Most suburban-Canadians know absolutely nothing about the history of their towns, not to mention their country. Our surroundings reflect nothing about our culture or our past. Without a sense of past, suburbs generate little hope for the future. They are characterised by ‘commuter’ oriented development that embraces offensive motorways, fast food joints and large chain stores owned and operated by people in other cities or other countries. Local shops with local produce will be forced to close and people will lose their ability to create and advance by simply becoming employed by larger corporations.
Aesthetically offensive housing on the waterfront will be largely occupied by city dwellers from Belfast who have no vested interest in the welfare of the community and whose local involvement does not extend beyond the holiday season.
Equally as damaging is when a community allows in big businesses and becomes focused on growth, they sacrifice the quality of local governance. Government ‘representatives’ become accountable only to business leaders who are not even from the community and have little concern for the history or local interests. This has already become a concern in Donegal when residents are powerless to stop construction of the motorway which will destroy their fields and disturb their peaceful homes.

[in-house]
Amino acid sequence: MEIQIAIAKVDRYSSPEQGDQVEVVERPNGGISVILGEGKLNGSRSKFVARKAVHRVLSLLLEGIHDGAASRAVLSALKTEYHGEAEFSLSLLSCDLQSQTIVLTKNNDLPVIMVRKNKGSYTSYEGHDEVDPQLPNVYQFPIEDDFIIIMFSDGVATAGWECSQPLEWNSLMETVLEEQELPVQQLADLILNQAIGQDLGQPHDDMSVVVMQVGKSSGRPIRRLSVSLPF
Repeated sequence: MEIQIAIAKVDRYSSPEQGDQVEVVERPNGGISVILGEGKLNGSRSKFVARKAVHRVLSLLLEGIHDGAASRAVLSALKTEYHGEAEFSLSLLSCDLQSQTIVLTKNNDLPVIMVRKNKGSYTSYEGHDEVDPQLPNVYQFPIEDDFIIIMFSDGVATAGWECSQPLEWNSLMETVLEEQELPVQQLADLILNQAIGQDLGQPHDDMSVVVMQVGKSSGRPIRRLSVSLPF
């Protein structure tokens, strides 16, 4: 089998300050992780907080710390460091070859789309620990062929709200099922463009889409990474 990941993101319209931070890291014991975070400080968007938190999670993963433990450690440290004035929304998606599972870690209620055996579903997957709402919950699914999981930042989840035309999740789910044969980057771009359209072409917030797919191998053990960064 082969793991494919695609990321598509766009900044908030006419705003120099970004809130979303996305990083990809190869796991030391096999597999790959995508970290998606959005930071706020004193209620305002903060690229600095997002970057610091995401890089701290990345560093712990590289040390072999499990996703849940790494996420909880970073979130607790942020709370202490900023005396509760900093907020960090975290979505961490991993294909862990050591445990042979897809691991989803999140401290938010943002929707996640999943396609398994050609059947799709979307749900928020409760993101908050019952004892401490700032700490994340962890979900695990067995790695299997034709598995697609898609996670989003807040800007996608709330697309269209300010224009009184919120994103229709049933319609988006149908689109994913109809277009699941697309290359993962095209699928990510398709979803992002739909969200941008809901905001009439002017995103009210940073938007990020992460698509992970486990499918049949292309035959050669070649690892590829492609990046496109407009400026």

Perhaps, as a foreigner, I have no right to comment on the nature of Ireland’s development. For years I took advantage of the convenience and excess of enormous malls, fast food joints and 24 screen movie cinemas. Maybe it is arrogant to lecture others about striving for the same. However, North Americans are in the unfortunate position of having made the mistakes that the rest of the world can learn from. I write this warning out of a sincere love for the beauty and uniqueness of Ireland.
In the six months that I have lived in Ireland; the people, culture and country have surpassed my expectations. I can only hope that the Irish will pay attention, get involved and continue to value and protect their amazing island.